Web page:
Next month is crossover month and this book works perfectly as a segue to tomorrow. And yes, Chopsticks is literally a picturebook intended for a YA audience though of course it isn’t described as such. But let me start from a beginning:
Paperback, 272 pages
Published February 2nd 2012 by Razorbill
Chopsticks tells the story of Glory, a prodigal pianist, and Frank, a recent immigrant from some South American country that I cannot remember the name of now. Glory has lost her mother and her father is a protective sort who is one of those intense folk, determined to make their child reach all sorts of dizzying heights in the profession foisted upon them. In many ways, this is a typical YA romance novel, riddled with drama and a lot of angst but what takes away the predictability of such a book is the format the novel is told in.
Beautiful photographs, artwork and scrapbook cuttings showing tickets and other items that become important because of the sentiment attached to them. The novel (if one can call it that) allows the reader to parse out the story for themselves and, depending on the individual, can choose to derive the amount of drama they want. I liked the work because it was beautifully done. The pictures are gorgeously composed and I love the idea of a narrative in pictures instead of words. This is just one step in a very exciting direction that YA is taking: playing with different ways to tell stories. Books like Generation X by Douglas Coupland are examples of adult novels who have pushed the envelope in the way they shape their narrative but there aren’t many books in the YA genre that play around with the meaning of a book. Books that defy tradition are always so very exciting to me and I know there are some more releases scheduled for the next year or so that are going to do the same. I don’t know whether they will succeed but like with Chopsticks, I can’t wait to find out.
Welcome! You have just arrived at day three of The Book Wars’ “Five Days with Shaun Tan.” These past two days we have looked at two picture books with characters that have lost their way. In The Lost Thing (2000), the protagonist finds a creature that is literally lost, and finds it a new home […]
Welcome to the third and final Game-Changing Princess Books post: Dangerously Ever After (2012) by Dashka Slater! (Part 1 on Princess Smartypants here, and part 2 on The Princess Who Had No Kingdom here) Princess Amanita loved things that were dangerous. She loved her pet scorpion, and her brakeless bicycle, and her collection of broken glass. […]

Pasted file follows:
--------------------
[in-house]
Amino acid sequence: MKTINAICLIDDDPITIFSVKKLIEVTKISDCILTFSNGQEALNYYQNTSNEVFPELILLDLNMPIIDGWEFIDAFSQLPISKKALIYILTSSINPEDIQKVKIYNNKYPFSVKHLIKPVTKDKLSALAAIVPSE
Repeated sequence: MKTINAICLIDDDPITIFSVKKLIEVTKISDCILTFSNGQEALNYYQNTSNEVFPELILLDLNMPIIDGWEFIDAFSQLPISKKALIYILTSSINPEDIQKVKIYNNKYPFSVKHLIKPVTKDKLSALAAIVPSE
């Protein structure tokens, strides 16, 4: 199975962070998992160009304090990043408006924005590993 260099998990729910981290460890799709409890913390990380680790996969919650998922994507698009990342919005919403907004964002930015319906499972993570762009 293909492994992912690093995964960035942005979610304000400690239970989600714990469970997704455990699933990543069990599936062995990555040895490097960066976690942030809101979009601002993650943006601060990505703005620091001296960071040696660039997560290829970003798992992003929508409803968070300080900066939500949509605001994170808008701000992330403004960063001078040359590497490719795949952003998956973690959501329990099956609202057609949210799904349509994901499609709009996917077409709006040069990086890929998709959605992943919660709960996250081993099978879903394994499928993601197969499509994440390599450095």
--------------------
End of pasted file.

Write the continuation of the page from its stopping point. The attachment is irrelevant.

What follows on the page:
“sometimes the day begins with nothing to look forward to” – Shaun Tan, The Red Tree This past semester I took a creative writing class for the first time since high school. Being an MA in Children’s Literature student, it was, of course, a class on writing children’s literature (big surprise there!) While it was […]
Today we again depart from The Broke and the Bookish to list our favourite picturebooks featuring animal characters. Non-mythical animals, this week. Nafiza I’m not as well read picturebooks-wise as I hope to be but my favourite picturebook contains animal characters. And it is, *trumpet sounds*: Big Bad Bunny – Franny Billingsley Steph Animal picturebooks! […]
“So you want to hear a story? Well, I used to know a whole lot of pretty interesting ones. Some of them so funny you’d laugh yourself unconscious, others so terrible you’d never want to repeat them. But I can’t remember any of those. So I’ll just tell you about the time I found that […]
Today I’m going to tickle your senses with the wonderful and unique The Black Book of Colours by Menena Cottin and Rosana Faria. Originally published in Spanish, my copy has been translated by Elisa Amado and produced in Canada by Groundwood Books and House of Anansi Press. While, this book is technically very sophisticated and conceptually fascinating, the story […]
Technically, not all of these are information picturebooks, but they do have communicating new information as a primary goal. Here they are: Steph: Well, it’s true! This makes me giggle uncontrollably and I guess that’s a good thing. I also can’t help but think that (despite my adult brain) the apple is going to poop too. […]
Meet the most wily jackal in the forest. Too lazy to hunt for food, he decides to trick his friend the crane, and soon gets carried away, gobbling up every animal he encounters. This lighthearted story, told in cumulative rhyme, is an adaptation of an oral trickster tale from Rajasthan, north India. [X] I have […]
I Saw a Peacock with a Fiery Tail, illustrated by Ramsingh Urveti, designed by Jonathan Yamakami, and published by Tara Books is a bewitching picturebook which takes as its text the seventeenth-century English poem of the same title. The folk poem is trick verse, and plays with reader’s perception of what the phrases mean by […]